In the same /Accounts subfolder, there is also a folder titled Media. This is where Notes stores anything you might want to put into your individual notes: large images, videos, links, and more.
The Notes logic used to clean up this folder is also undocumented by Apple.
There is another subfolder in /Accounts called “LocalAccount”, but strangely it doesn’t seem to store much, local or otherwise. iCloud items and media are never stored here, but to date we haven’t seen any local personal notes stored here, no matter how long they’ve been around.
Also, the ~/Library/Group Containers/group.com.apple.notes/ folder holds an invisible preferences file .com.apple.containermanagerd.metadata.plist. To view this file, you need to show hidden files in the Finder, which we discussed earlier.
This file contains some metadata used by the Notes application. mostly just UUID settings and some POSIX user and group ID data.
In ~/Library/Group Containers/group.com.apple.notes/, you’ll also see some lock files that are used while Notes is running, and which are deleted or unused when it exits. There are several other files and folders such as state, database backup files, and temporary files. You can ignore most of them.
But the really important file is called “NoteStore.sqlite”. This is a local SQLite database file that stores all the notes and information associated with them. SQLite is an open source standard, and the NoteStore.sqlite file can be viewed by any database application that can read .sqlite files.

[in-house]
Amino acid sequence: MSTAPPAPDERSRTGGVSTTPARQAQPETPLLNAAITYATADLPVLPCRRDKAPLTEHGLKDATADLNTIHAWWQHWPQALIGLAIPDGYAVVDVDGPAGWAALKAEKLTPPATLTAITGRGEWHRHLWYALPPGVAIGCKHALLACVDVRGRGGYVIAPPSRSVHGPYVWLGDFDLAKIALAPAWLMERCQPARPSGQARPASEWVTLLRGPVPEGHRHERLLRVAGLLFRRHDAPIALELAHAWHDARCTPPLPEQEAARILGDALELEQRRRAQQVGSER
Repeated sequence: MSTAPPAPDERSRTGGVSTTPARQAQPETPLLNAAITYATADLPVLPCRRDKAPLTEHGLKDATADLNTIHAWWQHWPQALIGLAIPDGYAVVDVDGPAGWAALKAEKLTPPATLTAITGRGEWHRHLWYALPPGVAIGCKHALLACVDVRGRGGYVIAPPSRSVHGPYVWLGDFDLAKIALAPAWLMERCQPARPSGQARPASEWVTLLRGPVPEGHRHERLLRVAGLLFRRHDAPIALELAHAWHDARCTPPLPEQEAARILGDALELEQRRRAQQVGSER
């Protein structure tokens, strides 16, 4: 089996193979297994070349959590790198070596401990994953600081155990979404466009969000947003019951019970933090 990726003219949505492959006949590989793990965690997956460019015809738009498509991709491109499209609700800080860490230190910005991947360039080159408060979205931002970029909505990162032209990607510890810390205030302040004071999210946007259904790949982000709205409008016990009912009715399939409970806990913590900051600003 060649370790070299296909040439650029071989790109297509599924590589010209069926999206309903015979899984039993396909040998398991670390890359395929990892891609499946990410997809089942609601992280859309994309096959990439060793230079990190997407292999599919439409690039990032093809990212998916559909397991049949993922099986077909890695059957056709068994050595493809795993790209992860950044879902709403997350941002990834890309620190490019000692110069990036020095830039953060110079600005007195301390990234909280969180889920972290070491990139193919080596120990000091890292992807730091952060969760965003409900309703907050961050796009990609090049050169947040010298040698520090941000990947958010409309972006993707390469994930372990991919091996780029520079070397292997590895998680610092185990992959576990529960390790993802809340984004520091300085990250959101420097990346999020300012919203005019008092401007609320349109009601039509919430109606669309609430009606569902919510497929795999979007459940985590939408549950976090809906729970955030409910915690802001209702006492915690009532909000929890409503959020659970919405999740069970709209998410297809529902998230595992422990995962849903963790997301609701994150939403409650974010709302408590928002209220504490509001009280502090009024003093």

Easy-to-use free SQLite viewer applications include Liya, DBeaver, and DB Browser for SQLite. If any of your notes are password protected, you will need those passwords to view the databases.
Most of the information in the database file is simply a reference to the media on the disk, so it may take some searching to find what you’re looking for.
For Notes stored in iCloud, most note data is stored on Apple’s iCloud servers in a remote database using the CloudKit framework and API. If you have an Apple developer account, you can view some of this data through the CloudKit web interface.
When you add a new note in the Notes app under the iCloud heading, the Notes app automatically syncs them to the iCloud servers using CloudKit (actually a background daemon). cloudy performs the synchronization).
In macOS Ventura, iCloud stores partially mirrored iCloud Notes data locally:
However, most data in iCloud Notes is sent to iCloud servers.
In ~/Library/Containers/Notes/Data/CloudKit you’ll find one or more folders named UUID, each containing a database and other folders. You will also find a “cloudd_db” folder. These are mostly local caches of CloudKit databases, records, and indexes used to speed up access to Notes data, but they may or may not contain some records.
There are also folders for the Notes Quick Look extension and Spotlight indexing in the ~/Library/Containers/ folder.
Notes iCloud syncing has been a contentious issue for users for years, and Apple has yet to fully address the issue, although Notes syncing across devices seems to have improved somewhat in recent years.
The biggest sync problems occur when a large number of notes are stored in the Notes app, or when one device hasn’t synced for a long time and the sync data for a particular device is very out of date.